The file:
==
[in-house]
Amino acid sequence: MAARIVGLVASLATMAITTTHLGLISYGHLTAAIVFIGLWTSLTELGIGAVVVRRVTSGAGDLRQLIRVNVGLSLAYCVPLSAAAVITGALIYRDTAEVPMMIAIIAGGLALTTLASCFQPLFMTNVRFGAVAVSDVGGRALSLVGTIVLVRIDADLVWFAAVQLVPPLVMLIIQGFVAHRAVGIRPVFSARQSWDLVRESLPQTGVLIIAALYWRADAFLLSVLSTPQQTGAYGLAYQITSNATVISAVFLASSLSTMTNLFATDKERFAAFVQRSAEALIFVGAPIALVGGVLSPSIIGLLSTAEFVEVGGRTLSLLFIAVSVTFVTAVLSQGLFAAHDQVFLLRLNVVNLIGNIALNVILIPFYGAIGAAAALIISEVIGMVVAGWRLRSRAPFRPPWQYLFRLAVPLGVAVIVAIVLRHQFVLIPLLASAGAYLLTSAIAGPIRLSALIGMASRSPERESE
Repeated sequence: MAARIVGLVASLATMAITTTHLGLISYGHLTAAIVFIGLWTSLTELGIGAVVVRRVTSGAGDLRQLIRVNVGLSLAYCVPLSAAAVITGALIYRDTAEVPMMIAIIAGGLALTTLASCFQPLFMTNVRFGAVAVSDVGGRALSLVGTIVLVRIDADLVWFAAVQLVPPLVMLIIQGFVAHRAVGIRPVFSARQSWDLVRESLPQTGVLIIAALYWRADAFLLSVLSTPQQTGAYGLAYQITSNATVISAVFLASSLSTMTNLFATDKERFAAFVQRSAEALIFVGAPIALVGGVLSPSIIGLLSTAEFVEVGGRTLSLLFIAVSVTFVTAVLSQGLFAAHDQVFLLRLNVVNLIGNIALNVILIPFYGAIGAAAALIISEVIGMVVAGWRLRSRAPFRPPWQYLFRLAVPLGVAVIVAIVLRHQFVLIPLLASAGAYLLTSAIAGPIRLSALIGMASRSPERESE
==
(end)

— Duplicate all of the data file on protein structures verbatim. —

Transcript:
[in-house]
Amino acid sequence: MAARIVGLVASLATMAITTTHLGLISYGHLTAAIVFIGLWTSLTELGIGAVVVRRVTSGAGDLRQLIRVNVGLSLAYCVPLSAAAVITGALIYRDTAEVPMMIAIIAGGLALTTLASCFQPLFMTNVRFGAVAVSDVGGRALSLVGTIVLVRIDADLVWFAAVQLVPPLVMLIIQGFVAHRAVGIRPVFSARQSWDLVRESLPQTGVLIIAALYWRADAFLLSVLSTPQQTGAYGLAYQITSNATVISAVFLASSLSTMTNLFATDKERFAAFVQRSAEALIFVGAPIALVGGVLSPSIIGLLSTAEFVEVGGRTLSLLFIAVSVTFVTAVLSQGLFAAHDQVFLLRLNVVNLIGNIALNVILIPFYGAIGAAAALIISEVIGMVVAGWRLRSRAPFRPPWQYLFRLAVPLGVAVIVAIVLRHQFVLIPLLASAGAYLLTSAIAGPIRLSALIGMASRSPERESE
Repeated sequence: MAARIVGLVASLATMAITTTHLGLISYGHLTAAIVFIGLWTSLTELGIGAVVVRRVTSGAGDLRQLIRVNVGLSLAYCVPLSAAAVITGALIYRDTAEVPMMIAIIAGGLALTTLASCFQPLFMTNVRFGAVAVSDVGGRALSLVGTIVLVRIDADLVWFAAVQLVPPLVMLIIQGFVAHRAVGIRPVFSARQSWDLVRESLPQTGVLIIAALYWRADAFLLSVLSTPQQTGAYGLAYQITSNATVISAVFLASSLSTMTNLFATDKERFAAFVQRSAEALIFVGAPIALVGGVLSPSIIGLLSTAEFVEVGGRTLSLLFIAVSVTFVTAVLSQGLFAAHDQVFLLRLNVVNLIGNIALNVILIPFYGAIGAAAALIISEVIGMVVAGWRLRSRAPFRPPWQYLFRLAVPLGVAVIVAIVLRHQFVLIPLLASAGAYLLTSAIAGPIRLSALIGMASRSPERESE